- Disposable masks and gloves helped people stay safe during the COVID-19 epidemic, but they also hurt wildlife.
- The program, according to Mayor Charlie Clark of Saskatoon, is about bringing people together to clean up the city.
During the COVID-19 epidemic, disposable masks and gloves helped people keep safe but also harmed wildlife.
“Since the pandemic began, we’ve generated almost 7,000 tonnes of rubbish per day, and a lot of it hasn’t made it to the landfill,” stated Jan Shadick, executive director of Living Sky Wildlife Rehabilitation.
Personal protection equipment has blown into parks and riverbanks, tangles in bird nests, and comes into contact with wildlife, according to Shadick.
During an autopsy, Living Sky personnel may also notice plastic particles in an animal’s stomach.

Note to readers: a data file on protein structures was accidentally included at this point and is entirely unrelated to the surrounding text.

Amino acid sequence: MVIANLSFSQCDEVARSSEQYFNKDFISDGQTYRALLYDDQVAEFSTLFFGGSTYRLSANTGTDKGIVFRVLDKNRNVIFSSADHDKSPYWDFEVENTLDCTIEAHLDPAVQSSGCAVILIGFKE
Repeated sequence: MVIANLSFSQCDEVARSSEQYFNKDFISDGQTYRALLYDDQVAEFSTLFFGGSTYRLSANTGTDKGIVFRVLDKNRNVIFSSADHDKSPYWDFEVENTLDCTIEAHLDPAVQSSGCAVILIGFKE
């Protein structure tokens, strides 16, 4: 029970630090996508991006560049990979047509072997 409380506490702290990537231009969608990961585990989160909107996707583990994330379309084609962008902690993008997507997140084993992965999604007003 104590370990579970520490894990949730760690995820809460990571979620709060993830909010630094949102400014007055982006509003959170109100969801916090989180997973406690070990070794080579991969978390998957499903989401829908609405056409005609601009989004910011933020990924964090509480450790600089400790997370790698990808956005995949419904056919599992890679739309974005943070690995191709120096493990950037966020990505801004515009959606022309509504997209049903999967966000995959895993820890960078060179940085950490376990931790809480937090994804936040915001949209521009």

A mask can get wrapped around an animal’s neck, but Shadick claims it can be avoided.
“We usually recommend that you clip them, so they don’t get trapped on the animal, just as we used to do with those six-pack pop containers.”
The Meewasin Valley Authority (MVA) recently introduced a new category to their cleanup campaign for “most masks collected.”
CEO Andrea Lafond stated, “This is the first year we’ve counted masks.”
“We’ve never counted masks before, although they’ve been taken up in large quantities.”
Last year, the cleanup program collected 10,000 pounds of trash and recycling.
According to Saskatoon Mayor Charlie Clark, the program is about bringing people together to clean up the city.
“Isn’t it enormous? It would be quite difficult for the city or Meewasin to do so on our own.”
The cleanup campaign will take place from April 22 to May 30, with prizes awarded to those who collect the most trash.
Source: CTV News